Another Week, Another Mind-Blowing Food Related Fabric Innovation
Pineapples, usually the kind of fruit you see printed on tees, tea-towels or cushion covers brightening up the modern interior of every single on-trend house and the closets of fashionistas circa 2013, are now hitting the fashion world in an entirely new way. Introducing Piñatex, a pineapple related fabric that comes with the assurance that no pineapples are harmed during manufacturing.
Through seven years of research and development, Ananas Anam (a for-profit company with a positive social impact) has created an innovative, natural and sustainable non-woven textile called Piñatex™. A fabric made from the unused leaves of the pineapple plant. Piñatex fibres are the by-product of the pineapple harvest. Sustainability wise no extra land, water, fertilizers or pesticides are required to produce this wonderful new fabric. This fabric also provides the social benefits of an additional income stream for farmers while creating a vibrant new industry for pineapple growing countries. Ananas Anam currently support pineapple-farming communities in the Philippines. They hope that the development of this new industry that will enhance the social network in rural areas as farmers will be able to sell fibres as a viable commercial operation, thus supporting the local economy and strengthening the countries exports.
Leaves to Fabric…How does it work?
The fibres that make Piñatex come from pineapple leaves. The fibres are extracted from the leaves during a process called decortication, which is done at the plantation by the farming community. The by-product of decortication is bio-mass, which can be further converted into organic fertiliser or bio-gas. Both the extraction of the fibers and the consequent bio-mass will bring added revenue stream to the farming communities. The fibres then undergo an industrial process to become a nonwoven textile, which is the base of the material Piñatex. The final step in the making of Piñatex™ takes place at a textile finishing company in Spain, where the unique finishing process is done before being shipped all over the world.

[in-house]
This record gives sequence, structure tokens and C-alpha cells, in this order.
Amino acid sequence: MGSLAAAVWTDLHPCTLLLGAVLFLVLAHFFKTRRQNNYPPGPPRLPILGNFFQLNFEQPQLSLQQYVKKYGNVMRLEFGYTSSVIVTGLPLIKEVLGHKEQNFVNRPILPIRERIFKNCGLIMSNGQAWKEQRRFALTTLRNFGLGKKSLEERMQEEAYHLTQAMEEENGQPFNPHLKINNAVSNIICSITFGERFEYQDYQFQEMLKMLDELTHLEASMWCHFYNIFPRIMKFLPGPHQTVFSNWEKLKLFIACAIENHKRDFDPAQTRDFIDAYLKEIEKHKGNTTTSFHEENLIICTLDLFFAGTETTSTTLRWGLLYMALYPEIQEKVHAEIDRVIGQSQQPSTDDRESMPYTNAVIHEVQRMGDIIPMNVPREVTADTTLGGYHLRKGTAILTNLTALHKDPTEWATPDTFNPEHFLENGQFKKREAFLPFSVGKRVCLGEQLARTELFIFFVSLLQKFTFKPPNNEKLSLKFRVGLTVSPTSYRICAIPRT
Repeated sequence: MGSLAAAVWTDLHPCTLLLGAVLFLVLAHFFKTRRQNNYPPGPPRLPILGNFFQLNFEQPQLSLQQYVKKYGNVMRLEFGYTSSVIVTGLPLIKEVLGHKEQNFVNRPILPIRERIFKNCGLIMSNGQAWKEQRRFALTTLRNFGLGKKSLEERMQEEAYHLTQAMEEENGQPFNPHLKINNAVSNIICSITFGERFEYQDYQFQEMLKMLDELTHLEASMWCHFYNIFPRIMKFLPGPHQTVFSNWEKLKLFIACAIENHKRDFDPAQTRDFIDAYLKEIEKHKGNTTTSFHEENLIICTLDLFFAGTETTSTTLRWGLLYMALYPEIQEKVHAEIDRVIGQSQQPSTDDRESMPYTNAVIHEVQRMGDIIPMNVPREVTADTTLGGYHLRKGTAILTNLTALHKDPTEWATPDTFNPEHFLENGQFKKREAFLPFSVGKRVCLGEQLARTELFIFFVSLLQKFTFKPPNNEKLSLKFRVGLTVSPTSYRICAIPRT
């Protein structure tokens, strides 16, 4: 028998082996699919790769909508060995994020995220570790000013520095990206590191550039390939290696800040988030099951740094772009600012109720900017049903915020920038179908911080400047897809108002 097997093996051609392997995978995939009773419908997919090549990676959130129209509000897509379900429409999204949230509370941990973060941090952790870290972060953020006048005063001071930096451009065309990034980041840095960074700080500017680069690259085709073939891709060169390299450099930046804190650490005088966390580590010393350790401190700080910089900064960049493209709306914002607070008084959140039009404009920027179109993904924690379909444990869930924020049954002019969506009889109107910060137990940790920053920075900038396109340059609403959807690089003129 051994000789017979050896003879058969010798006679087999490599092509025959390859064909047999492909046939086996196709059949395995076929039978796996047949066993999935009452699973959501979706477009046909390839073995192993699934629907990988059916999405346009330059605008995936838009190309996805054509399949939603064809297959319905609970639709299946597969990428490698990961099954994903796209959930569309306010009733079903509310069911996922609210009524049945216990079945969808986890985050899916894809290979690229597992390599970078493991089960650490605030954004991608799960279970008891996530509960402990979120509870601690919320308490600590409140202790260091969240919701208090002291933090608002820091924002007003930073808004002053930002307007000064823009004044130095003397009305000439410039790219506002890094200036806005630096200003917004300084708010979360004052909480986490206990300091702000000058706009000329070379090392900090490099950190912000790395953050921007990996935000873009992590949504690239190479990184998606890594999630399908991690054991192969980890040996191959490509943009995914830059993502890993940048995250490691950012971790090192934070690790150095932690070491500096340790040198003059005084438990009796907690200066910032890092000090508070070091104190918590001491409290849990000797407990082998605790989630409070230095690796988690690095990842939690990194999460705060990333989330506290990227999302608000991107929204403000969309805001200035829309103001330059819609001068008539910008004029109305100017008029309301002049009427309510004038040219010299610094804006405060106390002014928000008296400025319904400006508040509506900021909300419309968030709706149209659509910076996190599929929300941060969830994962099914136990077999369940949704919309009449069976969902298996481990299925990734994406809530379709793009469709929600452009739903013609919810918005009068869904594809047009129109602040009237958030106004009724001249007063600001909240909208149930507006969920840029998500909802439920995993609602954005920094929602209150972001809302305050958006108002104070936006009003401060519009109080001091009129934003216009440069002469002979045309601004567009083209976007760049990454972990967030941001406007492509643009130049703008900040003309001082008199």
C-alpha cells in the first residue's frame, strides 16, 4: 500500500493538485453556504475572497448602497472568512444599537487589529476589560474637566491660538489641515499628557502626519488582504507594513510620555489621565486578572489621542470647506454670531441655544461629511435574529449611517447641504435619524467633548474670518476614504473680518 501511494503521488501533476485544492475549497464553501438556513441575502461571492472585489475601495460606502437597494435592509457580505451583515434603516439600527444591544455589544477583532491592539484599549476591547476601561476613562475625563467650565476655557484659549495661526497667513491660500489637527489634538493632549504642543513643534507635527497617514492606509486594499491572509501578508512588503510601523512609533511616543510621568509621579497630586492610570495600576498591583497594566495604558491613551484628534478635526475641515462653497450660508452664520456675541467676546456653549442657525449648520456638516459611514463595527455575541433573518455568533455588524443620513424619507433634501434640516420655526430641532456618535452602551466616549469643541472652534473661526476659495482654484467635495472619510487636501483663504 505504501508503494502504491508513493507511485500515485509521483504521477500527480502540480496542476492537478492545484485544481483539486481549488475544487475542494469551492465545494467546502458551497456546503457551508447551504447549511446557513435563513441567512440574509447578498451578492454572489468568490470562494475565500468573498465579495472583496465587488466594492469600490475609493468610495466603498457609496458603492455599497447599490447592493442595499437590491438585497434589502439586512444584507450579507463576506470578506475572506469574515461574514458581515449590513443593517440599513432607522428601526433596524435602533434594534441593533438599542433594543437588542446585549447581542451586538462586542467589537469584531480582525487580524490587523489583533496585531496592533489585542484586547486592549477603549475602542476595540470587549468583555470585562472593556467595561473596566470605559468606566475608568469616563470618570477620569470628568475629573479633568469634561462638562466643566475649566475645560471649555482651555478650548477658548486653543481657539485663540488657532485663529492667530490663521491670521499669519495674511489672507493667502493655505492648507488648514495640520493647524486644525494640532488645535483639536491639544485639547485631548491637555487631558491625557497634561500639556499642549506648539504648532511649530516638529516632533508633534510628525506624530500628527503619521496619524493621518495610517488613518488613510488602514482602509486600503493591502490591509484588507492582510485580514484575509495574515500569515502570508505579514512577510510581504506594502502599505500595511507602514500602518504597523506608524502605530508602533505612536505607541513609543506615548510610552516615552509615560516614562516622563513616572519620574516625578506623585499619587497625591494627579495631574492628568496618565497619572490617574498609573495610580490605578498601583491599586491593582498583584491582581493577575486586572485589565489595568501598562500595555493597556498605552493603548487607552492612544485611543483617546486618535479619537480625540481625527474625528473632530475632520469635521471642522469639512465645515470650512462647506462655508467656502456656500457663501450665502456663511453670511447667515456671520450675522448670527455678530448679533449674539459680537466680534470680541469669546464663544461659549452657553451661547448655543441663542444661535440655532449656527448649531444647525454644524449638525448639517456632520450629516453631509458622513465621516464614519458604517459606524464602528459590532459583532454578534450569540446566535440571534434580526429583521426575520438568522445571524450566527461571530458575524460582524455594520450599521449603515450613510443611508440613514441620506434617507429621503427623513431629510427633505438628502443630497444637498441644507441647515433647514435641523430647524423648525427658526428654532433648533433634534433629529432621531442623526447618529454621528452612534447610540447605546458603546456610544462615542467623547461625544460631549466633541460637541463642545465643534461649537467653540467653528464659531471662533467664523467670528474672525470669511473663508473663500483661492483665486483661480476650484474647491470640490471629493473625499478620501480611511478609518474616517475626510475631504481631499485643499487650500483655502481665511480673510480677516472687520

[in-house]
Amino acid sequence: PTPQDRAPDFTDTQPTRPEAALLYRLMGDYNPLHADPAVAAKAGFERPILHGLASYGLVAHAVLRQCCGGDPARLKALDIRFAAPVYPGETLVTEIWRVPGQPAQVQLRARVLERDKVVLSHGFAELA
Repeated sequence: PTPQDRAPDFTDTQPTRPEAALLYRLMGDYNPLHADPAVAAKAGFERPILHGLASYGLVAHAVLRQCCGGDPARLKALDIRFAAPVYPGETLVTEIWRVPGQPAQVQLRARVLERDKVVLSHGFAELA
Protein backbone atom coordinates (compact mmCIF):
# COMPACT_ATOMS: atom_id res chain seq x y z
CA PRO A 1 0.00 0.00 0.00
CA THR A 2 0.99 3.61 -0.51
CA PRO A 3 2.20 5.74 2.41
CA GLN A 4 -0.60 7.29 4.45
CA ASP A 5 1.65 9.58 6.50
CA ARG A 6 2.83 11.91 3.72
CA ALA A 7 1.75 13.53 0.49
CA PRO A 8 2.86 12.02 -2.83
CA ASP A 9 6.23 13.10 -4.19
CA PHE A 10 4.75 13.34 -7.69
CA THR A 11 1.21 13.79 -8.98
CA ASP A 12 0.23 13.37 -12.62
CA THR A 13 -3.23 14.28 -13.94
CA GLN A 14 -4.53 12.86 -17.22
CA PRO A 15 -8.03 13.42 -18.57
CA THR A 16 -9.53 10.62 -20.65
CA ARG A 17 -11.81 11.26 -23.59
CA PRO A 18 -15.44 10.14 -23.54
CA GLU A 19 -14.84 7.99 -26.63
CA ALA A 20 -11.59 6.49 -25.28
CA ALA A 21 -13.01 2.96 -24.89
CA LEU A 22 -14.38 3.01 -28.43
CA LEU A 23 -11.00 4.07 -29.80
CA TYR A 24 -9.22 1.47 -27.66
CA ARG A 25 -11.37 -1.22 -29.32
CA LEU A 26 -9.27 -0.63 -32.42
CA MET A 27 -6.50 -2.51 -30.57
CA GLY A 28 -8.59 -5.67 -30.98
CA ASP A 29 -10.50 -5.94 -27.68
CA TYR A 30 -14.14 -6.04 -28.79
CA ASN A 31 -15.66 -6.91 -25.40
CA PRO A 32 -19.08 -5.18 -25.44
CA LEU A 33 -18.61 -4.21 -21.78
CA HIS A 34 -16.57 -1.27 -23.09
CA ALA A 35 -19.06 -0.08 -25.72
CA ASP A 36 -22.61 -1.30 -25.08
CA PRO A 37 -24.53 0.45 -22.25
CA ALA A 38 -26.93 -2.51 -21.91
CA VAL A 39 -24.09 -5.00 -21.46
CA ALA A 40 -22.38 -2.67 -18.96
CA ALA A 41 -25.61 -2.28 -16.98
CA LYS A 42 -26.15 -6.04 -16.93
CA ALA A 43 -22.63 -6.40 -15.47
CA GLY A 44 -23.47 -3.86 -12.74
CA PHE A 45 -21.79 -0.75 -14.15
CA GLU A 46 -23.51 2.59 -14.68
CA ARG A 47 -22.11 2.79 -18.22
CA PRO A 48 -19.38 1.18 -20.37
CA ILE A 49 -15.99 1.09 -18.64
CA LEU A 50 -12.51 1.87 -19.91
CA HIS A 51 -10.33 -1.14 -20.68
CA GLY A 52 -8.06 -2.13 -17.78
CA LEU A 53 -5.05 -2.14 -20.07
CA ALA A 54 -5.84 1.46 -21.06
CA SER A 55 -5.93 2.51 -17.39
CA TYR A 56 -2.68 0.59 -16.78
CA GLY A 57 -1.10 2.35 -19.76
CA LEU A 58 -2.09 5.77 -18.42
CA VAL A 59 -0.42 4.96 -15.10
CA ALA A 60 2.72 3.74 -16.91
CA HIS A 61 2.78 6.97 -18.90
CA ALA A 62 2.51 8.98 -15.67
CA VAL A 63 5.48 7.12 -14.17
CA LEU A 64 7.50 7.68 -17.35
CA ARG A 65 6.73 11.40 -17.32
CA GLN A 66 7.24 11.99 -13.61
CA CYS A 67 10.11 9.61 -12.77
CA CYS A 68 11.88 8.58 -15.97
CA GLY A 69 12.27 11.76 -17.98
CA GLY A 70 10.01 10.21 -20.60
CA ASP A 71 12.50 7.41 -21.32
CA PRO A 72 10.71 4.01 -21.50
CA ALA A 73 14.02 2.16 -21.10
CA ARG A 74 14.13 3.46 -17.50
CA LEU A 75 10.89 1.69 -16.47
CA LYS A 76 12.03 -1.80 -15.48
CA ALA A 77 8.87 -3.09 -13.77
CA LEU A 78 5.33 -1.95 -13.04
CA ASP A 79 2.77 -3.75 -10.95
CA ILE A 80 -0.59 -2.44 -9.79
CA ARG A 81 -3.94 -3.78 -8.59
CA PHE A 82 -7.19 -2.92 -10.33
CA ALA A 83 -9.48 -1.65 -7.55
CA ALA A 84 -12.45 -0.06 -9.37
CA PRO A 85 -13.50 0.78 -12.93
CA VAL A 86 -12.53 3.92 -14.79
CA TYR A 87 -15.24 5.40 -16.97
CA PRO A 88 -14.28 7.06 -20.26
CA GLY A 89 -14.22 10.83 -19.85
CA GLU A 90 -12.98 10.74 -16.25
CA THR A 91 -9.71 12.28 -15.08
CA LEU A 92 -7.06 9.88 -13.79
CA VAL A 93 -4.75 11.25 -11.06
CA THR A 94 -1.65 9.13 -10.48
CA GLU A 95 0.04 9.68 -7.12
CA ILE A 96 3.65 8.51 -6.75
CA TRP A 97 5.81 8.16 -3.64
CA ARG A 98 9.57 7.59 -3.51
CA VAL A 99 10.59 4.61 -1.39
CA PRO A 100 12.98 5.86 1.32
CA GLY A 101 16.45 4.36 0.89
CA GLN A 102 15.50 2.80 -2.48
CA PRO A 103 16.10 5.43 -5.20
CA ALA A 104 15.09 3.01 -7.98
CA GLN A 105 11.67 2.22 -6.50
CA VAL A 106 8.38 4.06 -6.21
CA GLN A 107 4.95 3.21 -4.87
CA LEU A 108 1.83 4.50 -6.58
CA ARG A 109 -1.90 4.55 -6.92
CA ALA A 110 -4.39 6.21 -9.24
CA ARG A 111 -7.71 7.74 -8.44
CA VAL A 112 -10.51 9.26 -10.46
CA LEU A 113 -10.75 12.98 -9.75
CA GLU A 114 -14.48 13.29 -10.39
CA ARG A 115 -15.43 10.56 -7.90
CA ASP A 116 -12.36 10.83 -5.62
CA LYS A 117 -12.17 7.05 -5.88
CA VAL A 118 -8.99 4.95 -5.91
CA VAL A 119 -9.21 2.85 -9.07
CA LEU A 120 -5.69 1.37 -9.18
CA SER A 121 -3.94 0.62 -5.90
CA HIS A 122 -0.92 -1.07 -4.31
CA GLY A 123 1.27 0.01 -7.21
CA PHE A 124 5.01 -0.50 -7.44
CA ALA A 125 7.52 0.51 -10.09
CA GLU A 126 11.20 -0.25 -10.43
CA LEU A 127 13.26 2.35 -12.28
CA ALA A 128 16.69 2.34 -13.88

The result of this manufacturing process is a PETA approved leather substitute that is made with cradle to cradle design principles (something that is hard to come by in the unsustainable fossil-fuel-synthetics saturated vegan leather market). For all the fabric nerds out there these are the specs:
- OUTSTANDING PERFORMANCE: Piñatex™ is strong, versatile, breathable, soft, light, flexible, and can be easily printed on, stitched and cut.
- NATURAL & SUSTAINABLE: Piñatex™ is a by-product of the pineapple harvest, thus no extra water, fertilizers or pesticides are required to produce Piñatex.
- VERSATILE: Various thicknesses, finishes and applications (under development). Piñatex™ is produced on 155cm width textile rolls.
- TECHNICAL TESTS: Piñatex™ is tested according to ISO international standards for:
~Tear & tensile strength
~Light & colour fastness
~Resistance to ignition by cigarettes
The image above (from the Ananas Anam blog) shows the versatility of the fibre as worked into a fab fashion forward design by Mayya Saliba for the GreenShowRoom catwalk at Berlin Fashion week. While the fabric is in early days yet, it is being embraced by some trailblazing sustainability and ethically minded designers. And while I couldn’t track down any specific items for sale in the fabric just yet (there are a few on the blog , there is plenty of chatter online about Piñatex items being available on the market soon. I would love to see this leather alternative available in a wide range of designs really soon. It’s a brilliant sustainable and ethical alternative that the market has been waiting for.
So how about it? Would you be into wearing your pineapples and eat them too? Share your thoughts on this innovation below.